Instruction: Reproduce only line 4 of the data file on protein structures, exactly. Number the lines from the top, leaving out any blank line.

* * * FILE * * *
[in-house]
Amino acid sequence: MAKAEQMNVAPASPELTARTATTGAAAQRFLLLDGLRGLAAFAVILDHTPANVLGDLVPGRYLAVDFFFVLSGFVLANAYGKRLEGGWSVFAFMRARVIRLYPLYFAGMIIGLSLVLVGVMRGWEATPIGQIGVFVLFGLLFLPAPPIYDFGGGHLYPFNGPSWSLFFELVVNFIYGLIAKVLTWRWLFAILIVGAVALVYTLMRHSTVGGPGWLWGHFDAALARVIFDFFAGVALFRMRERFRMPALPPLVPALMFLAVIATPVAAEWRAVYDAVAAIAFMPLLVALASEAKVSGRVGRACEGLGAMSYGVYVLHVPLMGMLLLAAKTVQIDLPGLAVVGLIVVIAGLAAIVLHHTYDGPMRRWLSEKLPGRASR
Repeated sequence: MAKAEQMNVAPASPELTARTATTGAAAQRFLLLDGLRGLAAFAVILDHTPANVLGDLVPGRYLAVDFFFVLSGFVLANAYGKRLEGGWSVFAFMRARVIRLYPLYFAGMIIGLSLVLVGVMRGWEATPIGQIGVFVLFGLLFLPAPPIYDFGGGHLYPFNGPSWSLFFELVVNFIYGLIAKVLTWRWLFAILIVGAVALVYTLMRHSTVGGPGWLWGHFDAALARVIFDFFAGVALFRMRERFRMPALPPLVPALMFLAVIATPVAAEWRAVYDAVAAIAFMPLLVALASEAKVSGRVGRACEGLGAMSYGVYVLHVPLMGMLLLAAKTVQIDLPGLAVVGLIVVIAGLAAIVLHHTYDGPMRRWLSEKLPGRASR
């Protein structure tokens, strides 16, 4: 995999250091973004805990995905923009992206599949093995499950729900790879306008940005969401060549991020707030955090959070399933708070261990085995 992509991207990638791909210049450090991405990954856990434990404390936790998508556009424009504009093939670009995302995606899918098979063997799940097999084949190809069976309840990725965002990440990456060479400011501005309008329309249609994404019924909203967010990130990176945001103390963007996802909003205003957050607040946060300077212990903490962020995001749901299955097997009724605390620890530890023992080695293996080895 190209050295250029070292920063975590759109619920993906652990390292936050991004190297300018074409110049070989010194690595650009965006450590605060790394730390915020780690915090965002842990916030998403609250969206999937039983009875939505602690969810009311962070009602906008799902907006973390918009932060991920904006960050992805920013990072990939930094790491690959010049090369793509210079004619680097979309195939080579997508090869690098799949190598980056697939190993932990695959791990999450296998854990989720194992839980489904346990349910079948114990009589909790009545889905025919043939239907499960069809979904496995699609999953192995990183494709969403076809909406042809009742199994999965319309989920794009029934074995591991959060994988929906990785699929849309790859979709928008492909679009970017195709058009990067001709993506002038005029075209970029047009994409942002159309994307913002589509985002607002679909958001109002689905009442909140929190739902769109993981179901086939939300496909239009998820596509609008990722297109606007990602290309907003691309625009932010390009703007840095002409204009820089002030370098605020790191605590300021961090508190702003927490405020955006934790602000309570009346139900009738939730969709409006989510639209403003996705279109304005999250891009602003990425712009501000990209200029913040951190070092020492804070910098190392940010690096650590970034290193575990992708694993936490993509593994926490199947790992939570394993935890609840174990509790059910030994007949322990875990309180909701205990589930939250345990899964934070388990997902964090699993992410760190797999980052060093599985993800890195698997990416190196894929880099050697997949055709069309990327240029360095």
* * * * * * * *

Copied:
């Protein structure tokens, strides 16, 4: 995999250091973004805990995905923009992206599949093995499950729900790879306008940005969401060549991020707030955090959070399933708070261990085995 992509991207990638791909210049450090991405990954856990434990404390936790998508556009424009504009093939670009995302995606899918098979063997799940097999084949190809069976309840990725965002990440990456060479400011501005309008329309249609994404019924909203967010990130990176945001103390963007996802909003205003957050607040946060300077212990903490962020995001749901299955097997009724605390620890530890023992080695293996080895 190209050295250029070292920063975590759109619920993906652990390292936050991004190297300018074409110049070989010194690595650009965006450590605060790394730390915020780690915090965002842990916030998403609250969206999937039983009875939505602690969810009311962070009602906008799902907006973390918009932060991920904006960050992805920013990072990939930094790491690959010049090369793509210079004619680097979309195939080579997508090869690098799949190598980056697939190993932990695959791990999450296998854990989720194992839980489904346990349910079948114990009589909790009545889905025919043939239907499960069809979904496995699609999953192995990183494709969403076809909406042809009742199994999965319309989920794009029934074995591991959060994988929906990785699929849309790859979709928008492909679009970017195709058009990067001709993506002038005029075209970029047009994409942002159309994307913002589509985002607002679909958001109002689905009442909140929190739902769109993981179901086939939300496909239009998820596509609008990722297109606007990602290309907003691309625009932010390009703007840095002409204009820089002030370098605020790191605590300021961090508190702003927490405020955006934790602000309570009346139900009738939730969709409006989510639209403003996705279109304005999250891009602003990425712009501000990209200029913040951190070092020492804070910098190392940010690096650590970034290193575990992708694993936490993509593994926490199947790992939570394993935890609840174990509790059910030994007949322990875990309180909701205990589930939250345990899964934070388990997902964090699993992410760190797999980052060093599985993800890195698997990416190196894929880099050697997949055709069309990327240029360095």